open access

Vol 89, No 3 (2021)
Case report
Submitted: 2020-12-09
Accepted: 2021-02-27
Published online: 2021-06-30
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First lung transplantation as a treatment of a patient supported with extracorporeal membrane oxygenation (ECMO) after COVID-19 in Poland

Maciej Urlik1, Konstanty Szułdrzyński23, Tomasz Stącel1, Mirosław Nęcki1, Piotr Bielański3, Miłosz Jankowski23, Remigiusz Antończyk1, Magdalena Latos1, Anna Pióro4, Marian Zembala1, Krzysztof Pyrć5, Marek Ochman1
DOI: 10.5603/ARM.a2021.0042
·
Pubmed: 34196386
·
Adv Respir Med 2021;89(3):328-333.
Affiliations
  1. Department of Cardiac, Vascular and Endovascular Surgery and Transplantology, Silesian Center for Heart Diseases in Zabrze, Medical University of Silesia, Katowice, Poland
  2. Jagiellonian University Medical College, Faculty of Medicine, Krakow, Poland
  3. The Centre for Extracorporeal Therapies University Hospital Krakow, Krakow, Poland
  4. Department of Cardiac Anaesthesia and Intensive Care SUM, Silesian Centre for Heart Diseases, Zabrze, Poland
  5. Virogenetics Laboratory of Virology, Malopolska Centre of Biotechnology, Jagiellonian University, Krakow, Poland

open access

Vol 89, No 3 (2021)
CASE REPORTS
Submitted: 2020-12-09
Accepted: 2021-02-27
Published online: 2021-06-30

Abstract

A 44-year-old male with no history of underlying diseases was referred to academic hospital due to ARDS with confirmed SARSCoV-2 infection after 7 days of mechanical ventilation. Veno-venous (VV) extracorporeal membrane oxygenation (ECMO) was initiated as no improvement was noted in prone position. Mechanical ventilation was continued with TV of 3–4 mL/kg. A gradual decline of static lung compliance was observed from baseline 35 mL/cm H20 to 8 mL/cm H2O. The chest CT scan revealed extensive ground-glass areas with a significant amount of traction bronchiectasis after 3 weeks since admission. When the patient was negative for SARS-CoV-2 during the 4th week of ECMO, the decision to perform an emergency lung transplantation (LTx) was made based on the ongoing degradation of lung function and irreversible damage to lung structure. The patient was transferred to the transplant center where he was extubated, awaiting the transplant on passive oxygen therapy and ECMO. Double lung transplantation was performed on the day 30th of ECMO. Currently, the patient is self-reliant. He does not need oxygen therapy and continues physiotherapy.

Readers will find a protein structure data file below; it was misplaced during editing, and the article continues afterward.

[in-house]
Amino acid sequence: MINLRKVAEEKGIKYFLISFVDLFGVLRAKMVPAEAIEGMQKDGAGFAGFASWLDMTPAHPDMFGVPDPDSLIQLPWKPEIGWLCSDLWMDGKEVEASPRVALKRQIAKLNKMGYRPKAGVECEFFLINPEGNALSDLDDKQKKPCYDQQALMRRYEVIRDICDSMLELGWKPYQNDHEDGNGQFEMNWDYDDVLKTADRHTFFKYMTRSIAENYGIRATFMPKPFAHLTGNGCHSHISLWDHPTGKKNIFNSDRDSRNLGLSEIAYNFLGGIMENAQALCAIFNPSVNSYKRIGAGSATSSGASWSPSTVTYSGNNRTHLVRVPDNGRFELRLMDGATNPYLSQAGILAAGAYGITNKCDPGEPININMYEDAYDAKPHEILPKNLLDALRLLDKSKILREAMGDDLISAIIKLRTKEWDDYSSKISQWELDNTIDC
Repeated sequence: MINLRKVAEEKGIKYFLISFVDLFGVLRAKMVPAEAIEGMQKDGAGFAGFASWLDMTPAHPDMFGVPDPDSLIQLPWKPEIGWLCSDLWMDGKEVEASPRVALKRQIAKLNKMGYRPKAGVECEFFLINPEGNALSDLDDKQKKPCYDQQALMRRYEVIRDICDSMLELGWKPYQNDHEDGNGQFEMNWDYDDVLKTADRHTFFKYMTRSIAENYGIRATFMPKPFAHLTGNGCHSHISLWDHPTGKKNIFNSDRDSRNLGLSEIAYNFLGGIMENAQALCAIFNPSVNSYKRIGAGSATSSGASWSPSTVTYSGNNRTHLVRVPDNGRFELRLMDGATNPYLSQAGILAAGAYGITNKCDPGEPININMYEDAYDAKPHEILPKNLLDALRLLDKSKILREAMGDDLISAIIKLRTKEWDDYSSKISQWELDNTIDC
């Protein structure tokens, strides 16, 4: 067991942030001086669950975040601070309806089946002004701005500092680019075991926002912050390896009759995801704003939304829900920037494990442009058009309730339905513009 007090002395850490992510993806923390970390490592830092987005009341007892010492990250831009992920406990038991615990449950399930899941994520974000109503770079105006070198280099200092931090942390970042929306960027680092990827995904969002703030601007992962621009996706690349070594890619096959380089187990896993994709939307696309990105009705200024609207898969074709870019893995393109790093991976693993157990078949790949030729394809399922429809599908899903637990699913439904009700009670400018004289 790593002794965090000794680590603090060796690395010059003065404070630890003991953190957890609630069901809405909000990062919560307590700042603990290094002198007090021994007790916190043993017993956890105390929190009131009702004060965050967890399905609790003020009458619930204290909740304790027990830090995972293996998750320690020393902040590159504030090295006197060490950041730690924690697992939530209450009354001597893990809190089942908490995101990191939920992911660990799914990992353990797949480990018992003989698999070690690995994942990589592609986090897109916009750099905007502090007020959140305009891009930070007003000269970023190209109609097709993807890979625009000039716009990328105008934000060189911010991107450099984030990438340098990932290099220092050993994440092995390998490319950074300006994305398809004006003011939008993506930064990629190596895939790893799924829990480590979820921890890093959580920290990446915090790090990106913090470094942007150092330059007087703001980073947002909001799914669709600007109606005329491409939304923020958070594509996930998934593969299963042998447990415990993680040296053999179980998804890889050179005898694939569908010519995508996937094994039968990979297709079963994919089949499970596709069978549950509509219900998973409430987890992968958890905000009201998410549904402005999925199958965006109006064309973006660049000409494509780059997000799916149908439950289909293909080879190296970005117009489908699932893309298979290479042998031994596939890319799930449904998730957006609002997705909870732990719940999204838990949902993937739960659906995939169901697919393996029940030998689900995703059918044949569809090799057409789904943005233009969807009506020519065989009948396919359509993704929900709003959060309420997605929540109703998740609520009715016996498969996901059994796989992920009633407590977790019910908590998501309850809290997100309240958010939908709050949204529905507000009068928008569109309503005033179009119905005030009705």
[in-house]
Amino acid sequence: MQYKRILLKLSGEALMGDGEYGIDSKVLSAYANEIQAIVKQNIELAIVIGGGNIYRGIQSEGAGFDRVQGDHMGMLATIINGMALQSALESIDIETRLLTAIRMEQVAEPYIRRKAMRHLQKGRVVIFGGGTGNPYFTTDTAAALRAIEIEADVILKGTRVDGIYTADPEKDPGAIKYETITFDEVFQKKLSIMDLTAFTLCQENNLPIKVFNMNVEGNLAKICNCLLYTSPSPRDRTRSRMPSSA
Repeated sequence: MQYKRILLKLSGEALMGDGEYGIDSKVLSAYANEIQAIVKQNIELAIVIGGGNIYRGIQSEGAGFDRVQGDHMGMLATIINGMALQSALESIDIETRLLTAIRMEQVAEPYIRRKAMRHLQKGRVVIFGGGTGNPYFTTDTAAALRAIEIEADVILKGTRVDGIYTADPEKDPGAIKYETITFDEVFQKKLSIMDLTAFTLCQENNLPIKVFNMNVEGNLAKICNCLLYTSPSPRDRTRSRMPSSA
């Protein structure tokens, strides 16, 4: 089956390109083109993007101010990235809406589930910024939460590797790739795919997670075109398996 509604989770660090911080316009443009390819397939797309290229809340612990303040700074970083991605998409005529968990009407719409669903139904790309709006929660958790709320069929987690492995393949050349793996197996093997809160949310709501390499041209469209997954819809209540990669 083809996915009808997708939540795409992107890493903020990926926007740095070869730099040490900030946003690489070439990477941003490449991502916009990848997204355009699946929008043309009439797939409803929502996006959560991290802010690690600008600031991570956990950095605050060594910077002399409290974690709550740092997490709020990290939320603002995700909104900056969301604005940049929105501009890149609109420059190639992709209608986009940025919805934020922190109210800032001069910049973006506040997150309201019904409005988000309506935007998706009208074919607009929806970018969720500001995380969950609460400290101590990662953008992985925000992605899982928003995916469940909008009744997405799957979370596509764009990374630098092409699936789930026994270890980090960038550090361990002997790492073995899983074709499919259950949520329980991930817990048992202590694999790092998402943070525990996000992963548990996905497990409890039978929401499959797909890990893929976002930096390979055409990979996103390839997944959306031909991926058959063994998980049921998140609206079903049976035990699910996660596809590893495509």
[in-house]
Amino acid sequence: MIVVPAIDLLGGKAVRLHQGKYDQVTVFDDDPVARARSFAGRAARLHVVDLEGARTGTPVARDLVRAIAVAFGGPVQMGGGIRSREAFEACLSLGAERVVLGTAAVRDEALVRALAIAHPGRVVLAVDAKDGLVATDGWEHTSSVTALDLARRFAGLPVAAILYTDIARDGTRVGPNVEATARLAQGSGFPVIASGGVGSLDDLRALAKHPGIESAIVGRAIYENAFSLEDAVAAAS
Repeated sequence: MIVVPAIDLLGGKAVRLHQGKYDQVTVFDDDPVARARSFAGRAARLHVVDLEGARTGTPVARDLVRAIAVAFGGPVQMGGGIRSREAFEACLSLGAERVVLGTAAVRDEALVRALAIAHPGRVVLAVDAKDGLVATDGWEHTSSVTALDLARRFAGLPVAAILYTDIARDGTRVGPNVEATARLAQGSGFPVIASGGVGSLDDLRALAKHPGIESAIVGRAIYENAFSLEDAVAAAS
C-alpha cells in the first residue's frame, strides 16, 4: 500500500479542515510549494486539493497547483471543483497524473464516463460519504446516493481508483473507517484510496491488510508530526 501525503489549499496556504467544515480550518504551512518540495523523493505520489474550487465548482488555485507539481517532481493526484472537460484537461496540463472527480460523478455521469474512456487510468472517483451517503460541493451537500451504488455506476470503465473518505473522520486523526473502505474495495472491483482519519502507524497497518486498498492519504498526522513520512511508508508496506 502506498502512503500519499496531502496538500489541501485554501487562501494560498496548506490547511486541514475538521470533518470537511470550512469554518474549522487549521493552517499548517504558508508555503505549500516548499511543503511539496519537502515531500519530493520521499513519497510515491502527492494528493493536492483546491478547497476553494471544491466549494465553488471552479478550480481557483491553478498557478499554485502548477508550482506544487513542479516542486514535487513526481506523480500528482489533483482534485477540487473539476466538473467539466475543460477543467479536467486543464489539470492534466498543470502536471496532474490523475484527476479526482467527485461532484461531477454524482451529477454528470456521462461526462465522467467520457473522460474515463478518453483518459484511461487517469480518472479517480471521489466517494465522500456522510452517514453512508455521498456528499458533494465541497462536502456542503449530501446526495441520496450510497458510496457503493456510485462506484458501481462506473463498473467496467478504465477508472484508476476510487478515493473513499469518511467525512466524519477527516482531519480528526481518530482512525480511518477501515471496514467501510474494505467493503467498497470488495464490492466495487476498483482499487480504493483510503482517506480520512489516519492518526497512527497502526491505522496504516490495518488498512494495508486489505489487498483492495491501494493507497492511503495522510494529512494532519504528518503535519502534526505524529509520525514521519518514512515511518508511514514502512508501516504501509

ECMO may be life-saving in severe cases of COVID-19 ARDS but some of these patients may require LTx, especially when weaning proves impossible. VV ECMO as a bridging method is more difficult but ultimately more beneficial due to insufficient number of donors, and consequently long waiting time in Poland.

Abstract

A 44-year-old male with no history of underlying diseases was referred to academic hospital due to ARDS with confirmed SARSCoV-2 infection after 7 days of mechanical ventilation. Veno-venous (VV) extracorporeal membrane oxygenation (ECMO) was initiated as no improvement was noted in prone position. Mechanical ventilation was continued with TV of 3–4 mL/kg. A gradual decline of static lung compliance was observed from baseline 35 mL/cm H20 to 8 mL/cm H2O. The chest CT scan revealed extensive ground-glass areas with a significant amount of traction bronchiectasis after 3 weeks since admission. When the patient was negative for SARS-CoV-2 during the 4th week of ECMO, the decision to perform an emergency lung transplantation (LTx) was made based on the ongoing degradation of lung function and irreversible damage to lung structure. The patient was transferred to the transplant center where he was extubated, awaiting the transplant on passive oxygen therapy and ECMO. Double lung transplantation was performed on the day 30th of ECMO. Currently, the patient is self-reliant. He does not need oxygen therapy and continues physiotherapy.